The police were clueless at this point in the investigation and started to focus on Song’s mental circumstances to find some answers. She had recently gone through a severe breakup with her boyfriend, which led her family to believe she might have run away or taken her life. But her friends testified that she was going to therapy and handling the heartbreak well with professional help. Plus, there was some irrefutable evidence pointing out that Song was very much looking forward to sticking around. The police found an upcoming Britney Spears concert ticket and a receipt for a new computer to be delivered in the next few days in her apartment. She was in high spirits on Halloween night as well. Though depressive thoughts might strike at any moment, investigators started to favor a more plausible scenario — that Cindy might have come across a predator in the late hours of the night, intoxicated, with no way to contact anyone or defend herself.

Soon, the police got a curious lead. A female witness claimed that she saw a woman matching the description of Song a few days after Halloween in Philadelphia’s Chinatown district. The woman was apparently screaming for help while a man forced her into a vehicle. When the witness tried to intervene, the man chased her off. But Philadelphia is about 320 km away from Penn State, which made the police doubtful of the lead. When the witness started to change the details of her story multiple times during questioning, investigators concluded that she was unreliable, and they hit another dead end.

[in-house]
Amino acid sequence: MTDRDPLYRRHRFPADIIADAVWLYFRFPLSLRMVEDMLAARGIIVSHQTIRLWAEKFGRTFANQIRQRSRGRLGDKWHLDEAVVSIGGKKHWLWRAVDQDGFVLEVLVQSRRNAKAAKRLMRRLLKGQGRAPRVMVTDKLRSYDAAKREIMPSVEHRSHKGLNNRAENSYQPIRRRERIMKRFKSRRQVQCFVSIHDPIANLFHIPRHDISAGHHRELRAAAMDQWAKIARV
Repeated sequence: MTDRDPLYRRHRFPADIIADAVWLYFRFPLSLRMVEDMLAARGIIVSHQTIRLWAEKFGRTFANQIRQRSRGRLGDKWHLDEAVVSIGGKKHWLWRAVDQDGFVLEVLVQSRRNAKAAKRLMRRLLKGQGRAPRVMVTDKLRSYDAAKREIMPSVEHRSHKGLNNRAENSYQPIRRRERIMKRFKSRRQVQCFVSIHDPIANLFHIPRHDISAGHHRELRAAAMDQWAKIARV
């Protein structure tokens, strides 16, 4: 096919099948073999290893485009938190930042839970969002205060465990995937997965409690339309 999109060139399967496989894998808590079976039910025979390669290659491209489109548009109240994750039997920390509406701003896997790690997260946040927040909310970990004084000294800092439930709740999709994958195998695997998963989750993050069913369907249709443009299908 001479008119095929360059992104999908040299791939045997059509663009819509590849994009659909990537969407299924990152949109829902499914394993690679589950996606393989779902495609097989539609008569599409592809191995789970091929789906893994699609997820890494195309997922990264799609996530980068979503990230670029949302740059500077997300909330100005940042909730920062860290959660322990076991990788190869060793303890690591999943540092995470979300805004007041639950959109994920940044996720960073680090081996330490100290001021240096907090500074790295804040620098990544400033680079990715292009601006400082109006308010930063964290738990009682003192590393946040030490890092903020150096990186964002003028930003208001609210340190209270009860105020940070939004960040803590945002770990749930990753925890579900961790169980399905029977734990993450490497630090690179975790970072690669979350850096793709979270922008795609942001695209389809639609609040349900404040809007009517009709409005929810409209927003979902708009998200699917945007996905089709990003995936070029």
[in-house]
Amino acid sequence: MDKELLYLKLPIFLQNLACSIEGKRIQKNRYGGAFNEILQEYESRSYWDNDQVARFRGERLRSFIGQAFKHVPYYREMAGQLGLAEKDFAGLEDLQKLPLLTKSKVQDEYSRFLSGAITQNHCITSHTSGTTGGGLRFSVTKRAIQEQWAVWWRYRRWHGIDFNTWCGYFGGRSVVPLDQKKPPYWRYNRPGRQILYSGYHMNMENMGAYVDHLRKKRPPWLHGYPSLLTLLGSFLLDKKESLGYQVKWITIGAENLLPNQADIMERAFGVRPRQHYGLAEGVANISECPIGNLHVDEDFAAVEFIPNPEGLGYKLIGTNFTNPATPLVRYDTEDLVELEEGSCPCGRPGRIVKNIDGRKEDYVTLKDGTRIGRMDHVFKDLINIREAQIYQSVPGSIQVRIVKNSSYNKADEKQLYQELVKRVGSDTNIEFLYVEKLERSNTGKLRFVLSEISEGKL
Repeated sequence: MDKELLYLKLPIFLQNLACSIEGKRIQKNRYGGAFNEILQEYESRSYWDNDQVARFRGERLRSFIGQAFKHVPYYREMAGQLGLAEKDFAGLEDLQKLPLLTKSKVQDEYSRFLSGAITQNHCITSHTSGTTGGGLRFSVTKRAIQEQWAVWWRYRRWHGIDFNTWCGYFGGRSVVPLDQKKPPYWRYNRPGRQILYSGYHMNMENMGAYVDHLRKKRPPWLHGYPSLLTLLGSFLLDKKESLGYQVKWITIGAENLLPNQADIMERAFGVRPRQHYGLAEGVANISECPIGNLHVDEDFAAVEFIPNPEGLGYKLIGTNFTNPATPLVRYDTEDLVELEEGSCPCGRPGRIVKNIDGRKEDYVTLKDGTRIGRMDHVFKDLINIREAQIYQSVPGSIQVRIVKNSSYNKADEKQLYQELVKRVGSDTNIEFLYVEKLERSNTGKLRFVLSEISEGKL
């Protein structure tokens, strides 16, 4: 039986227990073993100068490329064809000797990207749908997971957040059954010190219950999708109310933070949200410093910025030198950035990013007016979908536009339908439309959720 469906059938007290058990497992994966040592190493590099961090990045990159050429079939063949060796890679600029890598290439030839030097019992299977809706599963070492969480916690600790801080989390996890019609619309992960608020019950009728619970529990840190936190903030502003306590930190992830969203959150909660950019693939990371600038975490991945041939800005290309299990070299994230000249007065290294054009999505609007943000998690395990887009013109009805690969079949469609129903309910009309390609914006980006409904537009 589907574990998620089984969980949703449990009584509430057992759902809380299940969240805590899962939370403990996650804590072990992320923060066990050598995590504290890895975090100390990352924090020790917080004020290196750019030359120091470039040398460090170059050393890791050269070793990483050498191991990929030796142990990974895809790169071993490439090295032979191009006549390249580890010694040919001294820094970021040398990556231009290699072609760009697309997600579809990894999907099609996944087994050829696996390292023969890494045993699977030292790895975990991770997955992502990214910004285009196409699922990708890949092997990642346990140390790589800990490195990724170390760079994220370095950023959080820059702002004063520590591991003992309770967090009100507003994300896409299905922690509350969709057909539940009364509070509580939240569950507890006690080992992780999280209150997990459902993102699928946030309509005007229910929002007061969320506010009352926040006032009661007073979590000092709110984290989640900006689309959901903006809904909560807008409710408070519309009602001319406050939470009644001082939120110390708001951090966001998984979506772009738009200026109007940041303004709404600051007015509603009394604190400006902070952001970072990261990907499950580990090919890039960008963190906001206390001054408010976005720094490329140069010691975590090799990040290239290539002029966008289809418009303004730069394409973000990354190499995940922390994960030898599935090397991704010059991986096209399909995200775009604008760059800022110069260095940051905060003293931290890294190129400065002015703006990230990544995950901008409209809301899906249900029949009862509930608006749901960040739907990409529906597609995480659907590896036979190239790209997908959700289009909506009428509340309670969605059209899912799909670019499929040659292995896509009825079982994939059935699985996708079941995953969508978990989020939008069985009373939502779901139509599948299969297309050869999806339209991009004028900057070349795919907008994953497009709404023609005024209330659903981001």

Three months went by, and the police couldn’t make any progress. Song’s parents held a press conference with the coalition members, criticizing the Ferguson Township Police Department for inadequate action to find Song. They mentioned that when a local 13-year-old white girl went missing on New Year’s Day, over 50 FBI agents were assigned to the case, whereas Song’s missing case was initially handled by only one single investigator. Even after public pressure from Penn State’s Black Caucus and the Korean Undergraduate Student’s Association, only a team of six state police officers was put on the case. This put a deep dent in the communication between the police and Song’s parents since the former cut them off completely. Lead investigator Detective Brian Sprinkle said this decision was for Cindy’s sake, not the family’s.

Cindy’s mother with an attorney at the press conference |

The police even consulted a psychic from California after being approached by the Penn State Paranormal Research Society. Though she gave them a lot of information, nothing proved helpful. At the end of 2002, the case got featured on a TV show, Unsolved Mysteries, and the heightened public interest in the story led to a series of false leads.